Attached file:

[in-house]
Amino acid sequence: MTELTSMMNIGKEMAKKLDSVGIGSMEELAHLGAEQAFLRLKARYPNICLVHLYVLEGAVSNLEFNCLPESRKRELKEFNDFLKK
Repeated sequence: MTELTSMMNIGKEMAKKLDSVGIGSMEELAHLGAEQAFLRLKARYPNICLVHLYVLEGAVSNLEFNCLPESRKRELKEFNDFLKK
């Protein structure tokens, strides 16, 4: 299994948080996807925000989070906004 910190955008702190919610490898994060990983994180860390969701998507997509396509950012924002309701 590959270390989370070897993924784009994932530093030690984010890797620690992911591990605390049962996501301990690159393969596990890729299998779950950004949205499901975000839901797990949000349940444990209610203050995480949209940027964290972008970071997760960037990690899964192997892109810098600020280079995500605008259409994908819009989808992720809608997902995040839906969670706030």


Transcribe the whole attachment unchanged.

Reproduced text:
[in-house]
Amino acid sequence: MTELTSMMNIGKEMAKKLDSVGIGSMEELAHLGAEQAFLRLKARYPNICLVHLYVLEGAVSNLEFNCLPESRKRELKEFNDFLKK
Repeated sequence: MTELTSMMNIGKEMAKKLDSVGIGSMEELAHLGAEQAFLRLKARYPNICLVHLYVLEGAVSNLEFNCLPESRKRELKEFNDFLKK
């Protein structure tokens, strides 16, 4: 299994948080996807925000989070906004 910190955008702190919610490898994060990983994180860390969701998507997509396509950012924002309701 590959270390989370070897993924784009994932530093030690984010890797620690992911591990605390049962996501301990690159393969596990890729299998779950950004949205499901975000839901797990949000349940444990209610203050995480949209940027964290972008970071997760960037990690899964192997892109810098600020280079995500605008259409994908819009989808992720809608997902995040839906969670706030």